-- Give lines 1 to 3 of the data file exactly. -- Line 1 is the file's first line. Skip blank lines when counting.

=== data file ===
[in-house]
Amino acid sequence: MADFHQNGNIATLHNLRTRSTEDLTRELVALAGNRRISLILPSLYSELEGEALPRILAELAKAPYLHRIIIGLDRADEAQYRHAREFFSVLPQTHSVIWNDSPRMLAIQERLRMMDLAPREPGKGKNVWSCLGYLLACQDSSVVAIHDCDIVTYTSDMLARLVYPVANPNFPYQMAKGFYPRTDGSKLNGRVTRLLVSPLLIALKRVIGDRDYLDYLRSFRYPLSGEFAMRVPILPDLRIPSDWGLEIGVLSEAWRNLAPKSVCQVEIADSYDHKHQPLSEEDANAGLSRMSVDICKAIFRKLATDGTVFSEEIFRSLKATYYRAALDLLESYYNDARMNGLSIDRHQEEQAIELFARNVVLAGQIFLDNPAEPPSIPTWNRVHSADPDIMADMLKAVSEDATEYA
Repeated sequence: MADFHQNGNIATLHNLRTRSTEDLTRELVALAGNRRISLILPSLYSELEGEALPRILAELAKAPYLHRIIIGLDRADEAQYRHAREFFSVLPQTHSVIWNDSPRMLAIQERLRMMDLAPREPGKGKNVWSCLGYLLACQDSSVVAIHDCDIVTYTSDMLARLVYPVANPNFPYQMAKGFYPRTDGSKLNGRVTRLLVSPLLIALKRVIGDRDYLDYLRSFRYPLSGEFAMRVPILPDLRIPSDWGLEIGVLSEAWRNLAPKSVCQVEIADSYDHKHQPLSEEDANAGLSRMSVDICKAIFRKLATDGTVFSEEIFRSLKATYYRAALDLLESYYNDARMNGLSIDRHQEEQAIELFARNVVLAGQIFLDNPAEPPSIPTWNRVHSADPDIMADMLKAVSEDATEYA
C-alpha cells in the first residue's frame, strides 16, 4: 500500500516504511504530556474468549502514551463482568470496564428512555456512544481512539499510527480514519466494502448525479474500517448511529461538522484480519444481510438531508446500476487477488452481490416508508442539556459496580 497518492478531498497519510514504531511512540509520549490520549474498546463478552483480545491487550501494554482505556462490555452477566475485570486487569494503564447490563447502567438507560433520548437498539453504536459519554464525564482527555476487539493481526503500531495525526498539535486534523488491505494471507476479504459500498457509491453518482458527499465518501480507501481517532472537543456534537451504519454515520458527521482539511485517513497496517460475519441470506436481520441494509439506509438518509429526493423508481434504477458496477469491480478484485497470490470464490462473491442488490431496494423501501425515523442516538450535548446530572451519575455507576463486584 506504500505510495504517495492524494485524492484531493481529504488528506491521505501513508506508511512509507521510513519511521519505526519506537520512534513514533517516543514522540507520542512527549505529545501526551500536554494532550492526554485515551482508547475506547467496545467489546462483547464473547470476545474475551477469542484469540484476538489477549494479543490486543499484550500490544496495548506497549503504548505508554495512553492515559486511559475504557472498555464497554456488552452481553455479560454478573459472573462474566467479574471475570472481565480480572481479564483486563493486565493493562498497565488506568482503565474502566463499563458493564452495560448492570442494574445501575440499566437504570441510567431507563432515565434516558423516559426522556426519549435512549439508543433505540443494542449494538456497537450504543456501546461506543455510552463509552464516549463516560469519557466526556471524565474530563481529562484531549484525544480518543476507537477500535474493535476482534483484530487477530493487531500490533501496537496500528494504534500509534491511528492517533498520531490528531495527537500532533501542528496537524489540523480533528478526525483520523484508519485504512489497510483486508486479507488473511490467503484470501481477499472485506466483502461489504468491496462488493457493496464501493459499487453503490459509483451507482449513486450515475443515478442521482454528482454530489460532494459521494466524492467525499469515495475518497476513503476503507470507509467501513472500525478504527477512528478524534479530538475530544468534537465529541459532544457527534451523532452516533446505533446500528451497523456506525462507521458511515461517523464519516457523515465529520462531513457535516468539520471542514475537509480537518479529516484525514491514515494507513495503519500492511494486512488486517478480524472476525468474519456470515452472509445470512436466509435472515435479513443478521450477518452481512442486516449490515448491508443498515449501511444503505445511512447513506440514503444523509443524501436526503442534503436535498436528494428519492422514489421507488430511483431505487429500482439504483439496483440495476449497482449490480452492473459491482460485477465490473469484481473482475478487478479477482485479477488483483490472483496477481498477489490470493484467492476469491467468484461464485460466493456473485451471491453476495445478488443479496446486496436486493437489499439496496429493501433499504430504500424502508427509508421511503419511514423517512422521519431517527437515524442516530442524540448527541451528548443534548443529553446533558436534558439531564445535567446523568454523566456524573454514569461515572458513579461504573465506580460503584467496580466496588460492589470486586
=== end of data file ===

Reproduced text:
[in-house]
Amino acid sequence: MADFHQNGNIATLHNLRTRSTEDLTRELVALAGNRRISLILPSLYSELEGEALPRILAELAKAPYLHRIIIGLDRADEAQYRHAREFFSVLPQTHSVIWNDSPRMLAIQERLRMMDLAPREPGKGKNVWSCLGYLLACQDSSVVAIHDCDIVTYTSDMLARLVYPVANPNFPYQMAKGFYPRTDGSKLNGRVTRLLVSPLLIALKRVIGDRDYLDYLRSFRYPLSGEFAMRVPILPDLRIPSDWGLEIGVLSEAWRNLAPKSVCQVEIADSYDHKHQPLSEEDANAGLSRMSVDICKAIFRKLATDGTVFSEEIFRSLKATYYRAALDLLESYYNDARMNGLSIDRHQEEQAIELFARNVVLAGQIFLDNPAEPPSIPTWNRVHSADPDIMADMLKAVSEDATEYA
Repeated sequence: MADFHQNGNIATLHNLRTRSTEDLTRELVALAGNRRISLILPSLYSELEGEALPRILAELAKAPYLHRIIIGLDRADEAQYRHAREFFSVLPQTHSVIWNDSPRMLAIQERLRMMDLAPREPGKGKNVWSCLGYLLACQDSSVVAIHDCDIVTYTSDMLARLVYPVANPNFPYQMAKGFYPRTDGSKLNGRVTRLLVSPLLIALKRVIGDRDYLDYLRSFRYPLSGEFAMRVPILPDLRIPSDWGLEIGVLSEAWRNLAPKSVCQVEIADSYDHKHQPLSEEDANAGLSRMSVDICKAIFRKLATDGTVFSEEIFRSLKATYYRAALDLLESYYNDARMNGLSIDRHQEEQAIELFARNVVLAGQIFLDNPAEPPSIPTWNRVHSADPDIMADMLKAVSEDATEYA